This book is a theory of everything and it is based on a very simple concept. Everything from atoms to gravitation, psychology, economics and sociology to name a few are all easily explained in terms of equilibrium and disequilibrium. This book is about how re-examining the use of the word "force" and "disorder" can solve the biggest problems in the sciences and social sciences today.This book unites not only gravity with the other four "forces" but unites everything together around the concept that all "forces" are merely different forms of equilibrium and disequilibrium.
In this book you will learn what string theory, gravitation, politics, economics and psychology all have in common. Everything has a green state and a green state is a state of equilibrium that is dependent not only upon the subject in question but upon its surroundings. Written in simple everyday language Green State Dynamics will help you to understand the validity of any theory you apply it to. If you are involved in any type of sciences, social sciences or in any type of research the question is not if you will read this book, but rather when.
|Publisher:||Sand Dancer Publishing|
|File size:||2 MB|
About the Author
I am a graduate from Mercer University in Macon, Georgia. I currently live In South Shields, England after having lived in the U.S. for over 40 years. I love to learn and haven't stopped in my 51 years of life. I have several more books near completion that build upon my Green State Dynamics theory
Most Helpful Customer Reviews
I was very impressed with the theory presented in the book. Some of the drawings seemed simplistic and it was definitely not written in the scientific vernacular that can sometimes make a similar work tedious to read. Over all the theory this writer puts forth is definitely worth considering. The book does not delve into the application of his theories into enough detail in regards to sociological and economic implications but rather assumes that his theory makes the implications obvious. I give him a five on the theory presented and consider it a refreshing if not unique perspective.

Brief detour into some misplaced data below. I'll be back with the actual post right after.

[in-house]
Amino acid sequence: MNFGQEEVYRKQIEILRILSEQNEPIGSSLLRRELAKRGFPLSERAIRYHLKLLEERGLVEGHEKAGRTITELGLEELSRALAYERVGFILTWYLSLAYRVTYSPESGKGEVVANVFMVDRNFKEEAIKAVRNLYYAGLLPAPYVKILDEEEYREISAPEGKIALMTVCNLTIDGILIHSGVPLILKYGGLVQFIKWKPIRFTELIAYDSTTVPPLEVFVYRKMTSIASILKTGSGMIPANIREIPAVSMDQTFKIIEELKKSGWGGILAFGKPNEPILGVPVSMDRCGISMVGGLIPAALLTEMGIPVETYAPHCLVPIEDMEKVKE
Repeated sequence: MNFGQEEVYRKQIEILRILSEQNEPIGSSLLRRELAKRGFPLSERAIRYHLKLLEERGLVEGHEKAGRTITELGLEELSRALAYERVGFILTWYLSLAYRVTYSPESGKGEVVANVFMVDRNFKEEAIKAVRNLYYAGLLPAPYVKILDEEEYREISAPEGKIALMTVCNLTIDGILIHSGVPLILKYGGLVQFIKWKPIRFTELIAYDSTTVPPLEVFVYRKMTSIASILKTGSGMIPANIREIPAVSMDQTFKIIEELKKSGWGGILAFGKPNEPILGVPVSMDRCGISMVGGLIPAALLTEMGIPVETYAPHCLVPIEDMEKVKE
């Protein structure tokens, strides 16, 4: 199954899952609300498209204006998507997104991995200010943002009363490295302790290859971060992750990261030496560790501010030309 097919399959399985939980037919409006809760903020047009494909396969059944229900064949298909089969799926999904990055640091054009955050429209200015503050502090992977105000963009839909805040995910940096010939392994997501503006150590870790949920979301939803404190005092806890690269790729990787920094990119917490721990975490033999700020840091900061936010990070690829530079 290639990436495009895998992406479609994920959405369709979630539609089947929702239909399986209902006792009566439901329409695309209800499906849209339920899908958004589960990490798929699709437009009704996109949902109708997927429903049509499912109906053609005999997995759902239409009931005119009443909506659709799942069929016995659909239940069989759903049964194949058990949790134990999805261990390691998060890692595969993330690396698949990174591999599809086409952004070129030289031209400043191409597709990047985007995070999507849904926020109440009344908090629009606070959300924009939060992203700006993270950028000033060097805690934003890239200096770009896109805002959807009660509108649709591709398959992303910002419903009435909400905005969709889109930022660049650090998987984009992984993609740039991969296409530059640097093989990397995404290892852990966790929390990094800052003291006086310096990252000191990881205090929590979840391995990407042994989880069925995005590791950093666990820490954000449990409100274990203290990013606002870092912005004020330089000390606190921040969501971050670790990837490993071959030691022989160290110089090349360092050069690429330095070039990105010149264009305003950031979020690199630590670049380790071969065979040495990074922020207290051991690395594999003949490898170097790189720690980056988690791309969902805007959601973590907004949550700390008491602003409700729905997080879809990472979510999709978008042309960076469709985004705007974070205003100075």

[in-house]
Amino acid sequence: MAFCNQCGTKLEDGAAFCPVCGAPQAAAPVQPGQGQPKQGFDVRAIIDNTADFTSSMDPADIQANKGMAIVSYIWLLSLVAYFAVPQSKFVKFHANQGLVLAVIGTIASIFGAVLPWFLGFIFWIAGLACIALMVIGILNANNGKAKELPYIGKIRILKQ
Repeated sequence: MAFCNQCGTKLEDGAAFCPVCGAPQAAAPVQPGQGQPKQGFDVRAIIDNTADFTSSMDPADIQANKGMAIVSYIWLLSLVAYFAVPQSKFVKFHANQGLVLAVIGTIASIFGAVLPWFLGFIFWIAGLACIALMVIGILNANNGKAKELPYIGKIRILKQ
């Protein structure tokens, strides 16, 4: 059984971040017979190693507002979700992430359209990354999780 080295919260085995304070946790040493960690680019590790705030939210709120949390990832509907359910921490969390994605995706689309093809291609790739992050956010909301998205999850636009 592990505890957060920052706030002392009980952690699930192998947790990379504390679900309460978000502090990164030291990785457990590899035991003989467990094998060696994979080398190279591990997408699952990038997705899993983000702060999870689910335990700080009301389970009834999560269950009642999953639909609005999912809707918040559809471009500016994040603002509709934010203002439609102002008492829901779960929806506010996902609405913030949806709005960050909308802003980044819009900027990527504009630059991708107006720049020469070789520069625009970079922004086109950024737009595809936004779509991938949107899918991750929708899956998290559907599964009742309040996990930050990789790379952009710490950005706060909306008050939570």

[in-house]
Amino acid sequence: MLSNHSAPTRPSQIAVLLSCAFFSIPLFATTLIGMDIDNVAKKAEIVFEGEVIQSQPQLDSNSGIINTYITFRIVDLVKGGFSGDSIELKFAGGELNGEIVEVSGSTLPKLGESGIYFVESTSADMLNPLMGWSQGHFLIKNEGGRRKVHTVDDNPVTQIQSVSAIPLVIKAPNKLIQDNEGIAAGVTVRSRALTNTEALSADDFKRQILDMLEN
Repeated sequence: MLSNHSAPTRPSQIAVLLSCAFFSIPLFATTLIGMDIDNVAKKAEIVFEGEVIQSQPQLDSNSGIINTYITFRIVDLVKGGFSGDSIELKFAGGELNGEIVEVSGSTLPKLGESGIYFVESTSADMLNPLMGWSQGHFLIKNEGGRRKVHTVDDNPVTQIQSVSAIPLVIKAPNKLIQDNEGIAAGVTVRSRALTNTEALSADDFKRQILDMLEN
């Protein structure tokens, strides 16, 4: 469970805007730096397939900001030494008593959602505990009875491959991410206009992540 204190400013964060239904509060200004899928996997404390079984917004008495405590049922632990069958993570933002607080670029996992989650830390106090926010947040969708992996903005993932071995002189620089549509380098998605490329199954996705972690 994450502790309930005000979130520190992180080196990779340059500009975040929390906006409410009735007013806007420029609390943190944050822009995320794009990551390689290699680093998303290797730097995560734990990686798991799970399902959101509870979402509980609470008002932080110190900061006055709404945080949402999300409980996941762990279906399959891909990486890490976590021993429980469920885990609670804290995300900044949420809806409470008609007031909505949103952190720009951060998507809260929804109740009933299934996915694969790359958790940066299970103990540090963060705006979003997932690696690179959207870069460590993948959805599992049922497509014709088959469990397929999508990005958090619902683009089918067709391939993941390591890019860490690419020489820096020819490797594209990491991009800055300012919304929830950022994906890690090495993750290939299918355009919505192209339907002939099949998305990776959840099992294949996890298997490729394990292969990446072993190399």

I thought it might be fun to read the theory of a layman; after all, most scientists seem to get stuck in the same old rut and spew the same old theories. This book began interestingly enough and I was pleasantly surprised. Unfortunately, this author lost all credibility in my eyes with his frequent references to information he found in Wikipedia. Even Wikipedia's founders admit that their articles aren't all accurate, and I find it difficult to stomach a scientific theory book based on what can be found in highly such a highly questionable arena. I only made it through about 75 pages of this book before I decided to leave well enough alone. When reading a book like this, I prefer to be able to weigh an author's theories against the more well-known and "credible" theories out there. In my estimation, creating a theory based on flawed and poorly researched ideas is sophomoric. I may still keep this book for some light reading when I find myself wanting to contemplate someone else's ideas, but don't feel the need to be bogged down in "fact"...